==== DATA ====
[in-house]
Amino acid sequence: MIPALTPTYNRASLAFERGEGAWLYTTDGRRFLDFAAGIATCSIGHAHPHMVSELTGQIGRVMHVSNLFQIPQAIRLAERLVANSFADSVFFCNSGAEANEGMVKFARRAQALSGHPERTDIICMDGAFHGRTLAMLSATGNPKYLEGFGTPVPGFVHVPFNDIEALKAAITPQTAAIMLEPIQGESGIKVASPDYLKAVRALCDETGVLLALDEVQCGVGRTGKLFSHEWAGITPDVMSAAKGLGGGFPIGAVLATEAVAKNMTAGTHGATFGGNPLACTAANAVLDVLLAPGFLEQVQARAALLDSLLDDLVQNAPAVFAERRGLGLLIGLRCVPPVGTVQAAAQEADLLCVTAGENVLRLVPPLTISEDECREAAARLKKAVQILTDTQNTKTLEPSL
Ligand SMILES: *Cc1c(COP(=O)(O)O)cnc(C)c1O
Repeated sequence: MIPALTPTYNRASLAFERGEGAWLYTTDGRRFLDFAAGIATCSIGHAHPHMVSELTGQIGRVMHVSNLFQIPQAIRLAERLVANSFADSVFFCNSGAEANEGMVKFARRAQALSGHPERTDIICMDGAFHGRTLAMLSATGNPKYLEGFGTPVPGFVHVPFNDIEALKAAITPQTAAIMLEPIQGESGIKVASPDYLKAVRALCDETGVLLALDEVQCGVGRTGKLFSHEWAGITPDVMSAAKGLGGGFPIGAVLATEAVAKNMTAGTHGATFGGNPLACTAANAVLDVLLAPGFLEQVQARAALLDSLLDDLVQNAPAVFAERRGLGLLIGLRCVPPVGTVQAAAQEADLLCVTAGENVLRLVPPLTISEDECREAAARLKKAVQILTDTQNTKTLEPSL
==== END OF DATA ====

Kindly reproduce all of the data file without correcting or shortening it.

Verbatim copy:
[in-house]
Amino acid sequence: MIPALTPTYNRASLAFERGEGAWLYTTDGRRFLDFAAGIATCSIGHAHPHMVSELTGQIGRVMHVSNLFQIPQAIRLAERLVANSFADSVFFCNSGAEANEGMVKFARRAQALSGHPERTDIICMDGAFHGRTLAMLSATGNPKYLEGFGTPVPGFVHVPFNDIEALKAAITPQTAAIMLEPIQGESGIKVASPDYLKAVRALCDETGVLLALDEVQCGVGRTGKLFSHEWAGITPDVMSAAKGLGGGFPIGAVLATEAVAKNMTAGTHGATFGGNPLACTAANAVLDVLLAPGFLEQVQARAALLDSLLDDLVQNAPAVFAERRGLGLLIGLRCVPPVGTVQAAAQEADLLCVTAGENVLRLVPPLTISEDECREAAARLKKAVQILTDTQNTKTLEPSL
Ligand SMILES: *Cc1c(COP(=O)(O)O)cnc(C)c1O
Repeated sequence: MIPALTPTYNRASLAFERGEGAWLYTTDGRRFLDFAAGIATCSIGHAHPHMVSELTGQIGRVMHVSNLFQIPQAIRLAERLVANSFADSVFFCNSGAEANEGMVKFARRAQALSGHPERTDIICMDGAFHGRTLAMLSATGNPKYLEGFGTPVPGFVHVPFNDIEALKAAITPQTAAIMLEPIQGESGIKVASPDYLKAVRALCDETGVLLALDEVQCGVGRTGKLFSHEWAGITPDVMSAAKGLGGGFPIGAVLATEAVAKNMTAGTHGATFGGNPLACTAANAVLDVLLAPGFLEQVQARAALLDSLLDDLVQNAPAVFAERRGLGLLIGLRCVPPVGTVQAAAQEADLLCVTAGENVLRLVPPLTISEDECREAAARLKKAVQILTDTQNTKTLEPSL